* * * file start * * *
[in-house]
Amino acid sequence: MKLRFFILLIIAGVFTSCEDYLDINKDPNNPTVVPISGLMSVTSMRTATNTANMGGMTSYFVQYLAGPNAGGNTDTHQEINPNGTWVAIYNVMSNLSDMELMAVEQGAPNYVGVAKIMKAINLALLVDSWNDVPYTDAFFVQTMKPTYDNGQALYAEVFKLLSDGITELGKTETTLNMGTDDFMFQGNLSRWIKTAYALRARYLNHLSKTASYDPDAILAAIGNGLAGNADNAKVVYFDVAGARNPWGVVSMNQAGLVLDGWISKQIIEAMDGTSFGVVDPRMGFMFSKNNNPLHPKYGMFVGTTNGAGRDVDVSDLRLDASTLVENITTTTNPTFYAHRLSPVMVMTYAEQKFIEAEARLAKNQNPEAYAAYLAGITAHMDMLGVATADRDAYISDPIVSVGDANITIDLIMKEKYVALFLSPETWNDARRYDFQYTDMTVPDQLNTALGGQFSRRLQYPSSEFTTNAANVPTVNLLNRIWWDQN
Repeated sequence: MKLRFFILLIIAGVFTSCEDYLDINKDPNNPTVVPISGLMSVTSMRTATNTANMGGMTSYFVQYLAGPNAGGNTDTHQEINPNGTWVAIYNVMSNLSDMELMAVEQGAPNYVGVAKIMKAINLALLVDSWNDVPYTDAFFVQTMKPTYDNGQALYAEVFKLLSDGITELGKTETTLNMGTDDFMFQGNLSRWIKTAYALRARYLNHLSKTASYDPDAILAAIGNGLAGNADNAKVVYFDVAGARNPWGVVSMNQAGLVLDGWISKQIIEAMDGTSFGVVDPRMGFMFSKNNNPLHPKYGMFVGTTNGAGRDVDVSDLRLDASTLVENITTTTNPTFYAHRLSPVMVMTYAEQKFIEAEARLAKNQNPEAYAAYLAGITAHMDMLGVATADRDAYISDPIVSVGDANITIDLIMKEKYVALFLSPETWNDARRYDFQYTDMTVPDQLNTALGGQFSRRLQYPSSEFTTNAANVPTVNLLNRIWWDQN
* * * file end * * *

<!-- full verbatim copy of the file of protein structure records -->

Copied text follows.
[in-house]
Amino acid sequence: MKLRFFILLIIAGVFTSCEDYLDINKDPNNPTVVPISGLMSVTSMRTATNTANMGGMTSYFVQYLAGPNAGGNTDTHQEINPNGTWVAIYNVMSNLSDMELMAVEQGAPNYVGVAKIMKAINLALLVDSWNDVPYTDAFFVQTMKPTYDNGQALYAEVFKLLSDGITELGKTETTLNMGTDDFMFQGNLSRWIKTAYALRARYLNHLSKTASYDPDAILAAIGNGLAGNADNAKVVYFDVAGARNPWGVVSMNQAGLVLDGWISKQIIEAMDGTSFGVVDPRMGFMFSKNNNPLHPKYGMFVGTTNGAGRDVDVSDLRLDASTLVENITTTTNPTFYAHRLSPVMVMTYAEQKFIEAEARLAKNQNPEAYAAYLAGITAHMDMLGVATADRDAYISDPIVSVGDANITIDLIMKEKYVALFLSPETWNDARRYDFQYTDMTVPDQLNTALGGQFSRRLQYPSSEFTTNAANVPTVNLLNRIWWDQN
Repeated sequence: MKLRFFILLIIAGVFTSCEDYLDINKDPNNPTVVPISGLMSVTSMRTATNTANMGGMTSYFVQYLAGPNAGGNTDTHQEINPNGTWVAIYNVMSNLSDMELMAVEQGAPNYVGVAKIMKAINLALLVDSWNDVPYTDAFFVQTMKPTYDNGQALYAEVFKLLSDGITELGKTETTLNMGTDDFMFQGNLSRWIKTAYALRARYLNHLSKTASYDPDAILAAIGNGLAGNADNAKVVYFDVAGARNPWGVVSMNQAGLVLDGWISKQIIEAMDGTSFGVVDPRMGFMFSKNNNPLHPKYGMFVGTTNGAGRDVDVSDLRLDASTLVENITTTTNPTFYAHRLSPVMVMTYAEQKFIEAEARLAKNQNPEAYAAYLAGITAHMDMLGVATADRDAYISDPIVSVGDANITIDLIMKEKYVALFLSPETWNDARRYDFQYTDMTVPDQLNTALGGQFSRRLQYPSSEFTTNAANVPTVNLLNRIWWDQN